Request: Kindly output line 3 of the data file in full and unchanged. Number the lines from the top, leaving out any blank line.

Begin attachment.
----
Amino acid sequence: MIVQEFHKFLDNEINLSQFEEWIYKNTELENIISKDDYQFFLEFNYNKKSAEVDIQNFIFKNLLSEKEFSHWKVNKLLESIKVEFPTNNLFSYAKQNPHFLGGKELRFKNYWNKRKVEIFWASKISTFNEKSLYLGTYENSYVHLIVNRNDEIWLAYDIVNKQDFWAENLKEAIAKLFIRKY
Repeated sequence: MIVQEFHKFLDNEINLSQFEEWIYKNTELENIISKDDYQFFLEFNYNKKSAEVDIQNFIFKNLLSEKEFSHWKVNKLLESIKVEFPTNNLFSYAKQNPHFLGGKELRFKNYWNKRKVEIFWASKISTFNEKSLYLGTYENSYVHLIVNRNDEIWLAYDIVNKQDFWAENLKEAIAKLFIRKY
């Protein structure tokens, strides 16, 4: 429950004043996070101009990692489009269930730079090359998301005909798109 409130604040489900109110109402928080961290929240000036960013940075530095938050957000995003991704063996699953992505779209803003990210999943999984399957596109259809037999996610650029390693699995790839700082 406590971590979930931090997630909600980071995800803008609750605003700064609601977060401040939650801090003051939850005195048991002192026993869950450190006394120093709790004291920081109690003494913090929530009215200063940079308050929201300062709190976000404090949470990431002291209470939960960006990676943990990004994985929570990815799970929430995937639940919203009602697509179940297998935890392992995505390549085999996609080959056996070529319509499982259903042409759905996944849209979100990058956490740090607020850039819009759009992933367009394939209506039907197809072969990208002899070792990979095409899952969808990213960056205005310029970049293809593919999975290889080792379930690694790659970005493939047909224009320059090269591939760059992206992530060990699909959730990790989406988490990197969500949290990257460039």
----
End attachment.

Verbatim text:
């Protein structure tokens, strides 16, 4: 429950004043996070101009990692489009269930730079090359998301005909798109 409130604040489900109110109402928080961290929240000036960013940075530095938050957000995003991704063996699953992505779209803003990210999943999984399957596109259809037999996610650029390693699995790839700082 406590971590979930931090997630909600980071995800803008609750605003700064609601977060401040939650801090003051939850005195048991002192026993869950450190006394120093709790004291920081109690003494913090929530009215200063940079308050929201300062709190976000404090949470990431002291209470939960960006990676943990990004994985929570990815799970929430995937639940919203009602697509179940297998935890392992995505390549085999996609080959056996070529319509499982259903042409759905996944849209979100990058956490740090607020850039819009759009992933367009394939209506039907197809072969990208002899070792990979095409899952969808990213960056205005310029970049293809593919999975290889080792379930690694790659970005493939047909224009320059090269591939760059992206992530060990699909959730990790989406988490990197969500949290990257460039």